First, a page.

Sir Andrew Strauss (captain) – Perhaps strangely, I contemplated this for quite a while. I did want it to be Sir Geoffrey as he was my genuine boyhood hero in the 80’s – however, records show that he didn’t actually play in my only Test attended in the 1980’s, so that scuppered that. I also strongly considered Michael Atherton (wanting to show I’m not a total one-eyed Yorkshireman!) and Michael Vaughan (but I never actually saw him open for England). But in the end, it really had to be Strauss to rekindle that superb opening partnership that served us for many years and still haven’t managed to properly replace. Strauss would also be my captain, as I believe he is the best natural leader we have had in recent years and achieving that holy grail of winning in Australia, plus taking England to world no.1, were both fantastic accomplishments.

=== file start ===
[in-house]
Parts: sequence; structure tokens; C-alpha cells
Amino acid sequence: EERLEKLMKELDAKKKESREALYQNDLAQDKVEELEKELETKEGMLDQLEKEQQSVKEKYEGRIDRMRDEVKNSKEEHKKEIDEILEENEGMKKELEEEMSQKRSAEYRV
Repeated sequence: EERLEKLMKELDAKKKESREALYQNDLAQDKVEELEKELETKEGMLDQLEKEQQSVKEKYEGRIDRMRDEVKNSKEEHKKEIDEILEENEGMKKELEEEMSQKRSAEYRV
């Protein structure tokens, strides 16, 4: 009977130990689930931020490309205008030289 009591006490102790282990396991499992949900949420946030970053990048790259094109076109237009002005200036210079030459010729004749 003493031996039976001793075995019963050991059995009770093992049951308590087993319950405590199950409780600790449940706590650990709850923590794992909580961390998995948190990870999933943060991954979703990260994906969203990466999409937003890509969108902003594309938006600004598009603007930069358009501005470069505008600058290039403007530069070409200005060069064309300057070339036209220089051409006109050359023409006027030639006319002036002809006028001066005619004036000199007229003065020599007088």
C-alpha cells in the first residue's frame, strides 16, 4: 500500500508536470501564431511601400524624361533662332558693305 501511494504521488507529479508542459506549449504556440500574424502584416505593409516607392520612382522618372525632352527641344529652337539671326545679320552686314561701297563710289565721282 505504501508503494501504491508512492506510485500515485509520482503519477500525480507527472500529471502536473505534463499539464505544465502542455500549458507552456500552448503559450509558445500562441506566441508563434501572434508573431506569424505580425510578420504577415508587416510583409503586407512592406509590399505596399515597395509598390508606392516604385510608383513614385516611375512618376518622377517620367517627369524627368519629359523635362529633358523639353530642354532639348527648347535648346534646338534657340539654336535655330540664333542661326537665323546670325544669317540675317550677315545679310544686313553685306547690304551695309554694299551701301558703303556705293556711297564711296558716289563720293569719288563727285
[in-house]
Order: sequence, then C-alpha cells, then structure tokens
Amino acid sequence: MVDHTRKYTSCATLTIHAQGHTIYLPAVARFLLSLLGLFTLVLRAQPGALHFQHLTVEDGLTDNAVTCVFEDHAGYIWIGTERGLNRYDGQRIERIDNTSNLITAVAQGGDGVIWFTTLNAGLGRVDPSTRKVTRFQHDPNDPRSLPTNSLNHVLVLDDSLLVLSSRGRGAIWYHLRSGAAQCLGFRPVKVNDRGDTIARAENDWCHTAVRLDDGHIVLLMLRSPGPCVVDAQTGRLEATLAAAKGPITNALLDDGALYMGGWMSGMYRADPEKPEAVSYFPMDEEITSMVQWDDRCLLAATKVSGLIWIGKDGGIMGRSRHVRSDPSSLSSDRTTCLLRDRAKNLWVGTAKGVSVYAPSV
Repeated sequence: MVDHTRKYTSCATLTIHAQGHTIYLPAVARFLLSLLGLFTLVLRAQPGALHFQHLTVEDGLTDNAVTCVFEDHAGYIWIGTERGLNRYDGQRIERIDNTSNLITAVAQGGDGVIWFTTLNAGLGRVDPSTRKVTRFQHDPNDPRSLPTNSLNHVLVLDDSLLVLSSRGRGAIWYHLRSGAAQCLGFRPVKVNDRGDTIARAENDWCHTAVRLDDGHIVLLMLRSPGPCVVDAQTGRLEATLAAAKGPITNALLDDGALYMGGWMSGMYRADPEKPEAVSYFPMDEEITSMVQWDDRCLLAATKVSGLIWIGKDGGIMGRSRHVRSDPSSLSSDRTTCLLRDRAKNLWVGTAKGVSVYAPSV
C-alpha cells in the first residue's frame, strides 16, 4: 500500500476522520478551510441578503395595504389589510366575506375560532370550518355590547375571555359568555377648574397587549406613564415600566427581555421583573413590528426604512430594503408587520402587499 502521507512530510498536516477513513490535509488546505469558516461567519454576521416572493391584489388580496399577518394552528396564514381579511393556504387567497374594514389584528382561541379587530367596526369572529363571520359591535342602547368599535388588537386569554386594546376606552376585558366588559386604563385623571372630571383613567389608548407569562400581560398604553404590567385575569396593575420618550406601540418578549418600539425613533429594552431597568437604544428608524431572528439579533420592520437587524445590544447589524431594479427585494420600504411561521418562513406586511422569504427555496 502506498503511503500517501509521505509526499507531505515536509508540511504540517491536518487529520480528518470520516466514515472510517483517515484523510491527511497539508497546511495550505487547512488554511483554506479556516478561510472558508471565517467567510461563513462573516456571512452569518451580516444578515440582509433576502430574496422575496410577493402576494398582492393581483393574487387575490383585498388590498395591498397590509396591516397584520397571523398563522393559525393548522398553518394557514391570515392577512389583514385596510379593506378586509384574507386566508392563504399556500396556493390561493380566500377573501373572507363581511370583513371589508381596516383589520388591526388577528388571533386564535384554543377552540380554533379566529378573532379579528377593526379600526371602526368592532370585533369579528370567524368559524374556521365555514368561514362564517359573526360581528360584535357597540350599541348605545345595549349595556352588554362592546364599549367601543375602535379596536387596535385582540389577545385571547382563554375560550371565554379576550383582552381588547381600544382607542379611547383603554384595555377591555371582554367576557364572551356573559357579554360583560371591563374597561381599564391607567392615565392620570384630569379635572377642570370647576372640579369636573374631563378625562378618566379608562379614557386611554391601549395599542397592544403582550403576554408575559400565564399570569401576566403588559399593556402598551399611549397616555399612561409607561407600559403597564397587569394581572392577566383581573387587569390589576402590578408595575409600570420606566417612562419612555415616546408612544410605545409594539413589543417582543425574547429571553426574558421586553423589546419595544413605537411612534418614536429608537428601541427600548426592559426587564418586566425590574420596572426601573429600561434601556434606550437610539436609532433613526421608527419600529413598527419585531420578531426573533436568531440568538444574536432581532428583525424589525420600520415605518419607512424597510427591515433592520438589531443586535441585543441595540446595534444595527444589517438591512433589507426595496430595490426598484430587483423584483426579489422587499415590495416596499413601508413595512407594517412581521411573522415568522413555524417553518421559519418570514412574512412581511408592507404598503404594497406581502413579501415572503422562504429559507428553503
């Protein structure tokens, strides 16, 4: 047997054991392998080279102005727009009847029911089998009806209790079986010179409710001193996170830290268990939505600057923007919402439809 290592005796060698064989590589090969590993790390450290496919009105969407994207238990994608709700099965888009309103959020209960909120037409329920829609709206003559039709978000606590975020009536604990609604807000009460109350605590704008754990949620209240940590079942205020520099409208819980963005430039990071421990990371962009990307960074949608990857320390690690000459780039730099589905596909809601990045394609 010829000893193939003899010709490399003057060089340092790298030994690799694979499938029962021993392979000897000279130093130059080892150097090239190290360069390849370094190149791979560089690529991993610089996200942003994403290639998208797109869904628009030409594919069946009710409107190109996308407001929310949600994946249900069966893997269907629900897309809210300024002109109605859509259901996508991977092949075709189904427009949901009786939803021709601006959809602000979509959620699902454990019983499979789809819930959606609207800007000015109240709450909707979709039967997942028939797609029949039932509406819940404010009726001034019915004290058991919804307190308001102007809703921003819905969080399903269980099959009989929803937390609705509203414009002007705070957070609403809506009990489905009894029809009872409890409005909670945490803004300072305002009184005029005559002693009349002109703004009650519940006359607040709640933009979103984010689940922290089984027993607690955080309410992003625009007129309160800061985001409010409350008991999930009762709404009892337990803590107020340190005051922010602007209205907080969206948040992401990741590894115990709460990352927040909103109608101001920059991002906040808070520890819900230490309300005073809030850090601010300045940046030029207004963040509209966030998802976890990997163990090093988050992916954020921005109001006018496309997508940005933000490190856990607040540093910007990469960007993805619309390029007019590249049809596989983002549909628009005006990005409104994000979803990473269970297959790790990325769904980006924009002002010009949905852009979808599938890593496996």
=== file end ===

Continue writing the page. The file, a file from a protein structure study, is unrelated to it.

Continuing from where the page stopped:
Joe Root – Possibly not in his best batting position (I much prefer him at 4) but I simply have to find a place for Yorkshire’s golden boy! So fabulous to watch when he is in full flow and a genuine modern great in both red and white ball for England. Probably the only man who can threaten some of Cook’s records – I’m sure if he stays fit and hungry, he can overhaul the total runs, though not sure about the number of centuries. He had been talked about in very high regard around Yorkshire for a couple of years before finally breaking in to the first team. I recall being there for his first ever appearance in the first XI against Essex in a Pro-40 game at Headingley in September 2009 (an Essex team that also included AN Cook!). A very useful 63 that day instantly had people knowing there was really going to be something about this baby-faced wonder. I was also present for his Championship debut in the first game of the 2011 season at Worcestershire – and saw him make a 12-ball duck in his first ever innings! But that was a mere blip and the 20 year old continued to develop, showing his class with a maiden Championship century in the August at Scarborough with a 160 against Sussex. Just 16 months later he was making his Test debut for England in Nagpur! I have so many great memories of seeing Joe for England (and hopefully many more still to come) that it is hard to pick just one – but if I had to, then I would probably have to say being there for his maiden Test hundred, done at Headingley in May 2013 against New Zealand. It was on the Saturday, at around 4.30pm, with the Western Terrace in full flow. The reception and the ovation was simply magical. Carlsberg don’t do maiden Test hundreds, but if they did….